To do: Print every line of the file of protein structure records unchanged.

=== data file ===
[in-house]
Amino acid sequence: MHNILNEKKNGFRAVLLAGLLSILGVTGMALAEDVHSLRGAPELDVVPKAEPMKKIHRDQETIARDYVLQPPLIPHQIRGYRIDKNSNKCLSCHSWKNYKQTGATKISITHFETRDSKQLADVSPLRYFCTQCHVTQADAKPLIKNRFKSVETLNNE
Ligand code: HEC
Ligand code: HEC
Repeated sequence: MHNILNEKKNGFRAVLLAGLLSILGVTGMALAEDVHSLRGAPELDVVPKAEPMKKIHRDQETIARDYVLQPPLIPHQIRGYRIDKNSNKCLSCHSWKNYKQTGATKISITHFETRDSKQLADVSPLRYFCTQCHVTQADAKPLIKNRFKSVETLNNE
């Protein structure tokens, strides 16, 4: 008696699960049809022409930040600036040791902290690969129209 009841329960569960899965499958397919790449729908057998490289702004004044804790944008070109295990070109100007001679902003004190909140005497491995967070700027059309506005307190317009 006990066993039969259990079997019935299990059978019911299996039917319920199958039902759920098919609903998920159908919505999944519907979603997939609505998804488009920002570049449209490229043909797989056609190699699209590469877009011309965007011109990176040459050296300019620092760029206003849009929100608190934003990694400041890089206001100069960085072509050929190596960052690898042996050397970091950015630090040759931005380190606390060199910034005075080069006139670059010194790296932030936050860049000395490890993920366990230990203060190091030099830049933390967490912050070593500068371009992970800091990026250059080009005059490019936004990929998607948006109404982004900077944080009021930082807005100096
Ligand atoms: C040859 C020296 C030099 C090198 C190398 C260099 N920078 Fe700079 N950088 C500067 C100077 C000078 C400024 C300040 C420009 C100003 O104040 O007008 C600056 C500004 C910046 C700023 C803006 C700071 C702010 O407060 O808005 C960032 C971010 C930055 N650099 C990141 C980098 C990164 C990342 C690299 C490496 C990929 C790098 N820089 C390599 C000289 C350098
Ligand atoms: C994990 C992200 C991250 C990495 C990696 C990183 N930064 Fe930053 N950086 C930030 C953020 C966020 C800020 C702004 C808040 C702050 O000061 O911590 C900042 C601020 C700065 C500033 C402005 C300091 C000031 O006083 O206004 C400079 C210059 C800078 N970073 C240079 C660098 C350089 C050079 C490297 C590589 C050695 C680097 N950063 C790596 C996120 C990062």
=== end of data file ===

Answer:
[in-house]
Amino acid sequence: MHNILNEKKNGFRAVLLAGLLSILGVTGMALAEDVHSLRGAPELDVVPKAEPMKKIHRDQETIARDYVLQPPLIPHQIRGYRIDKNSNKCLSCHSWKNYKQTGATKISITHFETRDSKQLADVSPLRYFCTQCHVTQADAKPLIKNRFKSVETLNNE
Ligand code: HEC
Ligand code: HEC
Repeated sequence: MHNILNEKKNGFRAVLLAGLLSILGVTGMALAEDVHSLRGAPELDVVPKAEPMKKIHRDQETIARDYVLQPPLIPHQIRGYRIDKNSNKCLSCHSWKNYKQTGATKISITHFETRDSKQLADVSPLRYFCTQCHVTQADAKPLIKNRFKSVETLNNE
């Protein structure tokens, strides 16, 4: 008696699960049809022409930040600036040791902290690969129209 009841329960569960899965499958397919790449729908057998490289702004004044804790944008070109295990070109100007001679902003004190909140005497491995967070700027059309506005307190317009 006990066993039969259990079997019935299990059978019911299996039917319920199958039902759920098919609903998920159908919505999944519907979603997939609505998804488009920002570049449209490229043909797989056609190699699209590469877009011309965007011109990176040459050296300019620092760029206003849009929100608190934003990694400041890089206001100069960085072509050929190596960052690898042996050397970091950015630090040759931005380190606390060199910034005075080069006139670059010194790296932030936050860049000395490890993920366990230990203060190091030099830049933390967490912050070593500068371009992970800091990026250059080009005059490019936004990929998607948006109404982004900077944080009021930082807005100096
Ligand atoms: C040859 C020296 C030099 C090198 C190398 C260099 N920078 Fe700079 N950088 C500067 C100077 C000078 C400024 C300040 C420009 C100003 O104040 O007008 C600056 C500004 C910046 C700023 C803006 C700071 C702010 O407060 O808005 C960032 C971010 C930055 N650099 C990141 C980098 C990164 C990342 C690299 C490496 C990929 C790098 N820089 C390599 C000289 C350098
Ligand atoms: C994990 C992200 C991250 C990495 C990696 C990183 N930064 Fe930053 N950086 C930030 C953020 C966020 C800020 C702004 C808040 C702050 O000061 O911590 C900042 C601020 C700065 C500033 C402005 C300091 C000031 O006083 O206004 C400079 C210059 C800078 N970073 C240079 C660098 C350089 C050079 C490297 C590589 C050695 C680097 N950063 C790596 C996120 C990062």